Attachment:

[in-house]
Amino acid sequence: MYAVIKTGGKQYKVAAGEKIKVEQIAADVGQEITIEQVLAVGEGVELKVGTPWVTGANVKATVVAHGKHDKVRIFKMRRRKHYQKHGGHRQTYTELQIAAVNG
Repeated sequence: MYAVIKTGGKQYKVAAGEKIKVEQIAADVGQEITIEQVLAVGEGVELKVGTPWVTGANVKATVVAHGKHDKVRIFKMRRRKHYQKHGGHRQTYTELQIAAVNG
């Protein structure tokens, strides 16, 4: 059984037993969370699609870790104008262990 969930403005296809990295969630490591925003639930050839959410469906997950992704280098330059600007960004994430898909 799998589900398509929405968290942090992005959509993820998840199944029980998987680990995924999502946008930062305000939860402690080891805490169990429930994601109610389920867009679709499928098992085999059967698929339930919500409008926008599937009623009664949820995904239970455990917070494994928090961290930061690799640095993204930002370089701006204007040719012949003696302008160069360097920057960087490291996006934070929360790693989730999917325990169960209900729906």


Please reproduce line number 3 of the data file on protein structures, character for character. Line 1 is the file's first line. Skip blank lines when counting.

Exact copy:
Repeated sequence: MYAVIKTGGKQYKVAAGEKIKVEQIAADVGQEITIEQVLAVGEGVELKVGTPWVTGANVKATVVAHGKHDKVRIFKMRRRKHYQKHGGHRQTYTELQIAAVNG